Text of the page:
Longoria: (Laughing awkwardly.) Truly, spectacularly awful. [Smyth laughs deeply.] Oh my God! Okay.

Longoria: And so began a long tradition of mythmaking about women’s bodies.

Smyth: It was really interesting to see how the female orgasm had been [Laughingly.] batted around by all these men over the centuries. And, you know, the metaphor that came to me is that it’s kind of like a Rorschach test, where it’s this abstraction that all of these doctors and scientists are projecting their own worldview upon.

And it’s almost always to the benefit of men.

For, really, most of history, people were basically under the impression that women’s reproductive organs were the exact inverse of a man’s, and that, therefore, women could only become pregnant if they orgasmed.

And so, up until 1730, it was just understood that if you had become pregnant, that you had therefore had an orgasm.

And you would think that that would be to the medieval woman’s advantage in that the man would have to be kind of, like, paying attention to her needs, right?

Longoria: Yeah! An incentive to … care. (Both chuckle.)

Smyth: But then it became kind of really convenient for rape apologists, who would say that if you became pregnant, then it couldn’t have been rape,  because—therefore—you must have enjoyed it.

(A change in tone as the background music morphs into a quiet, somber single-note drone.)

Longoria: Unfortunately, versions of this myth are still with us.

Todd Akin: It seems to me, first of all, from what I understand from doctors ...

Smyth: I don’t know if you remember Todd Akin, a congressman who ran for Senate. He said:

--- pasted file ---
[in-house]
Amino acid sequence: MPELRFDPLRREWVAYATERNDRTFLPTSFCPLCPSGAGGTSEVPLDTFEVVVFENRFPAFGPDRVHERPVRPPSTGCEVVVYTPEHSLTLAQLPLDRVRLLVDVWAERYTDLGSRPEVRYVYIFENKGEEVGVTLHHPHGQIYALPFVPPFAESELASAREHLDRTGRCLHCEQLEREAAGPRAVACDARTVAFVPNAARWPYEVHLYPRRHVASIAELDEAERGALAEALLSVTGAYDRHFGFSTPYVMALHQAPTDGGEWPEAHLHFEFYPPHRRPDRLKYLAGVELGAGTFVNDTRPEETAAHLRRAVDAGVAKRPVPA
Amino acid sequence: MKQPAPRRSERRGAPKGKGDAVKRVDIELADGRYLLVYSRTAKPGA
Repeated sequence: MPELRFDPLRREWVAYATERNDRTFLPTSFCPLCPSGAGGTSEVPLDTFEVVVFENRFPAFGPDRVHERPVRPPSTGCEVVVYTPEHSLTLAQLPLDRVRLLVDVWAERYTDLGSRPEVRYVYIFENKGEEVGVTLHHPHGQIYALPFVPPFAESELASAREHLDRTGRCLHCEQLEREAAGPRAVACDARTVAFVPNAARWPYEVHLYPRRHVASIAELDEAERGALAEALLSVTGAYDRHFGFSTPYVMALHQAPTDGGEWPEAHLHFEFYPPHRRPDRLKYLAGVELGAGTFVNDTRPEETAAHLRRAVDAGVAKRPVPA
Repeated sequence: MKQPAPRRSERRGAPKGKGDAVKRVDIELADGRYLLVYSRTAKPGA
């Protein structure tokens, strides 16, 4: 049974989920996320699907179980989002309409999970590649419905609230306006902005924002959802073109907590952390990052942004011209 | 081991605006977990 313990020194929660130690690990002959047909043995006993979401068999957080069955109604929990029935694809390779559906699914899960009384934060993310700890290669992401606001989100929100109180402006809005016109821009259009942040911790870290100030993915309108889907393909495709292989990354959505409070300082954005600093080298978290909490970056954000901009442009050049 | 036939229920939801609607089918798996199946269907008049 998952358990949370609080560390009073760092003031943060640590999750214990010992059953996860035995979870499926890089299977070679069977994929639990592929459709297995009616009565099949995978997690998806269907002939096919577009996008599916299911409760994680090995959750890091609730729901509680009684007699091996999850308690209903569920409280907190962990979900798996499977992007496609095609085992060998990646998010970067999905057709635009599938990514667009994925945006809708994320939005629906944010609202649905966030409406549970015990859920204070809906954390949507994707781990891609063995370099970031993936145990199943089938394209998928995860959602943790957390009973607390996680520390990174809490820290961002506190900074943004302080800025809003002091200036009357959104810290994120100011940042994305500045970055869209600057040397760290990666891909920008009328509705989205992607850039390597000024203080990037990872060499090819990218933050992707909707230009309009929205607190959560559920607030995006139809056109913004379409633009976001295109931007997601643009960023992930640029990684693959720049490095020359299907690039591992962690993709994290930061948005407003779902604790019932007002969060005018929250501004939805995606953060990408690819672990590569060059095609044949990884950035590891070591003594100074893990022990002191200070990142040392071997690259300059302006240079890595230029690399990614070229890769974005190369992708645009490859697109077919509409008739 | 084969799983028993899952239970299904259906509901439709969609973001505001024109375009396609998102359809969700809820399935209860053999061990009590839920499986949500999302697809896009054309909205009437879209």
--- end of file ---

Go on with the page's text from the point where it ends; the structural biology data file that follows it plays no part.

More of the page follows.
Akin: If it’s a legitimate rape, uh, the female body has ways to try to shut that whole thing down. But let’s assume that maybe that didn’t work or something …

Smyth: That’s just left over from this belief. And, thankfully, that tanked his candidacy.

(A moment of quiet.)

Longoria: Back to yesteryear. In the mid-1800s, finally, Western anatomists started to get some things right.

Smyth: They actually developed a sort of very detailed diagram of the clitoris. [Laughs.] It’s very much not the inverse of the penis, as was originally thought.

And the clitoris is, like, a really fascinating organ, because it’s the only human organ that is built solely for pleasure. You know, it has over 8,000 nerve endings.

But, again, right, where you might think that this sort of new knowledge about female anatomy would be good for females [Chuckles.] and for women and for progress, now that the female orgasm wasn’t necessary for procreation, it kind of was relegated, along with female pleasure. So that, by the 1850s, it was generally believed that women were actually incapable of climax.

Longoria: Incapable of climax—or really just not particularly interested in sex at all. This all changed in the 1950s. Biologist Alfred Kinsey published survey data and found that women were quite interested in sex, even on their own.